The emergency tax measures currently approved provide for extensions of deadlines and flexibility on the payment of the due obligations.

As such, there will be, in the following months, additional pressure on the cashflow of companies.

Regarding the new timings of payment obligations and filing of returns, please see question 3 above.

5. Should the impact of emergency tax measures be reconsidered by businesses – e.g. are there certain legal transactions (such as sales or reorganisations) that parties should preferably postpone or accelerate?

Because the tax measures are aimed at postponement of filing obligation or payment of taxes, and not modifying tax rates, in our view there would not be an immediate impact in terms of accelerating or postponing business reorganisations or sales.

However, businesses may consider accelerating such transactions if they expect significant losses.

We also advise businesses to postpone the purchase of administrative, scientific or technical specialised equipment necessary to perform their activity to non-resident collective entities, since for the execution of the OGE/2020 a special contribution was created at a rate of 10% on the value of these contracts, the businesses will still have to pay an additional fee of 10% on the value of the same.

6. Are there any additional measures proposed, in particular any that are targeted at particular sectors (e.g. aviation)?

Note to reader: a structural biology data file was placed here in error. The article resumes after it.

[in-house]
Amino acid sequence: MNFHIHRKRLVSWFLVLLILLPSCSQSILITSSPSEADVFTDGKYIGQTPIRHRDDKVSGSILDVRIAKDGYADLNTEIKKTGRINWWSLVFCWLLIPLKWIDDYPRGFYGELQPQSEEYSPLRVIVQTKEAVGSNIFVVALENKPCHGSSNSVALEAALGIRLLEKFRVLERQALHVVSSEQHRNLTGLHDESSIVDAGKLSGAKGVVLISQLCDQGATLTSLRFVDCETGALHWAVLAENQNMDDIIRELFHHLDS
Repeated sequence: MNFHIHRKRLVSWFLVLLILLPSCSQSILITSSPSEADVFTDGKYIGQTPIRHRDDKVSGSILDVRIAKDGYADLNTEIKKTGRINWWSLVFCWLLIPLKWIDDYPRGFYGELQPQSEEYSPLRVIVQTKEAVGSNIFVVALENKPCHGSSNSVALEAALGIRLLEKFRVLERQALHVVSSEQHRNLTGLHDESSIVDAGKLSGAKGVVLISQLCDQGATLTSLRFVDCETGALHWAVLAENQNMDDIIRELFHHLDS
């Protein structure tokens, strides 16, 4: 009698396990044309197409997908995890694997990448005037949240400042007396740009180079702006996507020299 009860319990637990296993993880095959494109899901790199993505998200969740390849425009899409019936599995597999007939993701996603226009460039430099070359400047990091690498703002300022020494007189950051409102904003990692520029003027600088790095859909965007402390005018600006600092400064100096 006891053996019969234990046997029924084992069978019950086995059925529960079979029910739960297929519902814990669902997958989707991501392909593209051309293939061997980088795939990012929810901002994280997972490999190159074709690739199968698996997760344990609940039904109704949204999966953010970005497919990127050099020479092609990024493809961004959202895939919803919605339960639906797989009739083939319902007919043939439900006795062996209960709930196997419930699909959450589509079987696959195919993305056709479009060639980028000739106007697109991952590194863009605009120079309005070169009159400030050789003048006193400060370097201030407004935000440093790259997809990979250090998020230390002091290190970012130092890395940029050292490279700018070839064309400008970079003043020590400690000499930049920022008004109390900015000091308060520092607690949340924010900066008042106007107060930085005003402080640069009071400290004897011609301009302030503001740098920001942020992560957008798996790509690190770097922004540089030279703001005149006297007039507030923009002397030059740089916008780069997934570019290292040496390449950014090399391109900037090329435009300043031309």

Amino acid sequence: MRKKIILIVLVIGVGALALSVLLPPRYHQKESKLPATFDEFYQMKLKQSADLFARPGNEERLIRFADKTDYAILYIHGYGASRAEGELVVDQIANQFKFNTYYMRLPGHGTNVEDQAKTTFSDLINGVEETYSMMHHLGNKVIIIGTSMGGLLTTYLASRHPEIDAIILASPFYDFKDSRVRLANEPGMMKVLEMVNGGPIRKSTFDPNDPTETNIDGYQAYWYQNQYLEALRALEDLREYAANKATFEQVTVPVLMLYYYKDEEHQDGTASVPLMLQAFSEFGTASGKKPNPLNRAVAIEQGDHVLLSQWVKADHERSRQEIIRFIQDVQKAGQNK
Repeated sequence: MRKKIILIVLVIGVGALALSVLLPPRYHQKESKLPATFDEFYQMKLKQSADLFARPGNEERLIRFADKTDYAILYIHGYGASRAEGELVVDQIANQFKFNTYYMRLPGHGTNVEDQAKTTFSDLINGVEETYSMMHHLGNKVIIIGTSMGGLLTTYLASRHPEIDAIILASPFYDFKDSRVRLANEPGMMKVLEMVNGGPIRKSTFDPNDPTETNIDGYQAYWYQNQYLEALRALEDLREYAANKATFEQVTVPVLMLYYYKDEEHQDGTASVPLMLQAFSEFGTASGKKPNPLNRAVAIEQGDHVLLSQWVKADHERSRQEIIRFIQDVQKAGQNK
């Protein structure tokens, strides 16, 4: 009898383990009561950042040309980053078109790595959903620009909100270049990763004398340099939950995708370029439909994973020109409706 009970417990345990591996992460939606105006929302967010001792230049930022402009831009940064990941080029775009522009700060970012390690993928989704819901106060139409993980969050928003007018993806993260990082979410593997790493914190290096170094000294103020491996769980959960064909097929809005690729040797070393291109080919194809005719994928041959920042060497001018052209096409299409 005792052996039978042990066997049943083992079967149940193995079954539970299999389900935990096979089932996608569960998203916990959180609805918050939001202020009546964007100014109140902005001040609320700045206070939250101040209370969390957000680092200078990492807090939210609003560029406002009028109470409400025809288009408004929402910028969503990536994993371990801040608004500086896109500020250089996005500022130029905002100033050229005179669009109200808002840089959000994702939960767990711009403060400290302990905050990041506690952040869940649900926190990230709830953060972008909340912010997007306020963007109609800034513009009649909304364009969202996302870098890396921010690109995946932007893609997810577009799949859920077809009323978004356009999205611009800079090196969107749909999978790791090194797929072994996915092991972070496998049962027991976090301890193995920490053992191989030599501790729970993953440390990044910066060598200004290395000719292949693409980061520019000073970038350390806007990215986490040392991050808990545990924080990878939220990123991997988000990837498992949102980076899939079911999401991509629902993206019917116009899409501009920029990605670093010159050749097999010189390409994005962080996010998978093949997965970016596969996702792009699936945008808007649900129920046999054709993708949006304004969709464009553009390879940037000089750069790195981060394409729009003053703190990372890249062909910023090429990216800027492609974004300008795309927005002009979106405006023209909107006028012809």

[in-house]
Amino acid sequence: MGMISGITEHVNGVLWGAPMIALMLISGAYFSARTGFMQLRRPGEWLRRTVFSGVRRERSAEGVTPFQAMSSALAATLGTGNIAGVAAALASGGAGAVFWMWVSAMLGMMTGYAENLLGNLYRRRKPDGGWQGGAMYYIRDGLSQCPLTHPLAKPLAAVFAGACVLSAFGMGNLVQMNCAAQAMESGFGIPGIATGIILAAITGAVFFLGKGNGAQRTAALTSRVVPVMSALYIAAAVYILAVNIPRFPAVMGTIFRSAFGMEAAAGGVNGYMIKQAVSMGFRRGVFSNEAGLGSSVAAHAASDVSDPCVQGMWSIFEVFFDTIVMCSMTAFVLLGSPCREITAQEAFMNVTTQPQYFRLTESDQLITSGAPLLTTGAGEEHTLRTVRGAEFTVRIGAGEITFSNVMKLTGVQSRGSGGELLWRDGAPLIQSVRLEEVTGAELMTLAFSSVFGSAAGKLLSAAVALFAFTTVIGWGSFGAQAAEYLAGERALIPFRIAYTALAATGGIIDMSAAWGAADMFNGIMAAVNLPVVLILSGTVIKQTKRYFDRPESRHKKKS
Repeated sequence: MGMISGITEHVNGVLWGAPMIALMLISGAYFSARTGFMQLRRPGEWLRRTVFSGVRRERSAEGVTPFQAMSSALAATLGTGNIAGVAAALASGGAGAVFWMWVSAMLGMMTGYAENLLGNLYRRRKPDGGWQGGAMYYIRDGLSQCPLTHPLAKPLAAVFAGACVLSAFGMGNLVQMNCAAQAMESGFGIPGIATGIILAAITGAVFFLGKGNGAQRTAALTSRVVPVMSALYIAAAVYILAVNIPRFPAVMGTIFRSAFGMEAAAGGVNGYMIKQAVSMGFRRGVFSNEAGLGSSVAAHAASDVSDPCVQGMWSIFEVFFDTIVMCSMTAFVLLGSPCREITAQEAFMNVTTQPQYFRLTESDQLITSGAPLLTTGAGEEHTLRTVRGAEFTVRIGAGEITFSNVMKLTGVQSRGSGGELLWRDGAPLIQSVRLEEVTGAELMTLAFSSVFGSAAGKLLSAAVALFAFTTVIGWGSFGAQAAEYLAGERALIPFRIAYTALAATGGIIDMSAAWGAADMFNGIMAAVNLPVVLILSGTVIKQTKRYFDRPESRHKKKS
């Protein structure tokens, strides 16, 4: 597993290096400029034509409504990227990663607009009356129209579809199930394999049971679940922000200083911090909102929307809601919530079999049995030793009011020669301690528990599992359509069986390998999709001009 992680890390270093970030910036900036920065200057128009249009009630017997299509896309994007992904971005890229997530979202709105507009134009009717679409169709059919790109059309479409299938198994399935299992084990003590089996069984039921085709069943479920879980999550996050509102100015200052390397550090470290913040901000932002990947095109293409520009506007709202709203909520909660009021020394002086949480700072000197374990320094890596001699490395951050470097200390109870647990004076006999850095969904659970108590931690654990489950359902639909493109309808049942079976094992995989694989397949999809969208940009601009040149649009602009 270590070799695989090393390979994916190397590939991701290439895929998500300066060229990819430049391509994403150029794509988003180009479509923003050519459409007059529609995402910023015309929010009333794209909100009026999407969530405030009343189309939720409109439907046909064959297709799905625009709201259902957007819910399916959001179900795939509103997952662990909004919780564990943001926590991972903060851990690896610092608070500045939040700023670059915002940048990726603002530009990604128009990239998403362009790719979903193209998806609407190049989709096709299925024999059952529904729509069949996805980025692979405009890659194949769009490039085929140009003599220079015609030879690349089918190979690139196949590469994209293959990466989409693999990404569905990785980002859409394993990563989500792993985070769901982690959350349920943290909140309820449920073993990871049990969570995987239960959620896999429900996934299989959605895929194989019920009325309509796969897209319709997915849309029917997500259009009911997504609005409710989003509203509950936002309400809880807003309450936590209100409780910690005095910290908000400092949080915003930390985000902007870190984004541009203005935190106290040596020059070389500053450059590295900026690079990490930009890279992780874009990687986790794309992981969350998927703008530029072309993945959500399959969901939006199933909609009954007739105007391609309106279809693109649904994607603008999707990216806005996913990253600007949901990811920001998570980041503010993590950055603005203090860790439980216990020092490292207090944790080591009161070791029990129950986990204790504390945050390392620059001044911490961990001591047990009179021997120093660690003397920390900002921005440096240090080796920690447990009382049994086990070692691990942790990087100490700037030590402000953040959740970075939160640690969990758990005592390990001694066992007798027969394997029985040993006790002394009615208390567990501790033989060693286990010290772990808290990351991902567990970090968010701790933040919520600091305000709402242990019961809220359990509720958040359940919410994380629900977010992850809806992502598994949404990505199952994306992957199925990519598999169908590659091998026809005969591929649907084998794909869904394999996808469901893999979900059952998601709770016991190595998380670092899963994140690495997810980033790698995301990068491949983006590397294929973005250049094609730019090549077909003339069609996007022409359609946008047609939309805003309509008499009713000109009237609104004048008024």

To date, there are no specific tax measures officially proposed or approved targeted at particular sectors.

7. Are there any sectors or interest groups that are now putting forward, or may in the near future request, special tax measures?

We consider the primary sector of the economy (agriculture, aquaculture, livestock, forestry and fisheries) as the sector that has most deserved the attention of the Angolan state, with tax incentives and credit lines facilitated for its development.

In terms of tax benefits, we have the following:

  • Reduced rate of industrial tax in 15%, and the general rate is 30%; the government's proposal to change the Industrial Tax Code provides for agriculture at a rate of 10%, while for the other branches it provides for the rate of 25%.
  • Attribution of the 12-month tax credit to companies on the value of VAT and the payment of imports of capital goods and raw materials that are used to produce basic basket goods.

8. Which taxes might be increased to address the financial burden caused by the crisis, for example,

a. are there political commitments or policy trends that might indicate the likely focus of any tax increase in the future (e.g. to maintain low corporation tax, but to increases taxes on personal wealth)

b. measures to broaden the tax base, such as digital services taxation and a pre-emptive response to the OECD/ G20 Inclusive Framework on BEPS (“BEPS 2.0”)

There is no direct provision for a tax increase to meet the financial burden caused by the crisis; however, the Angolan state has been developing a structural reform of the tax system in order to increase the tax base.

This measure will result in an increase in: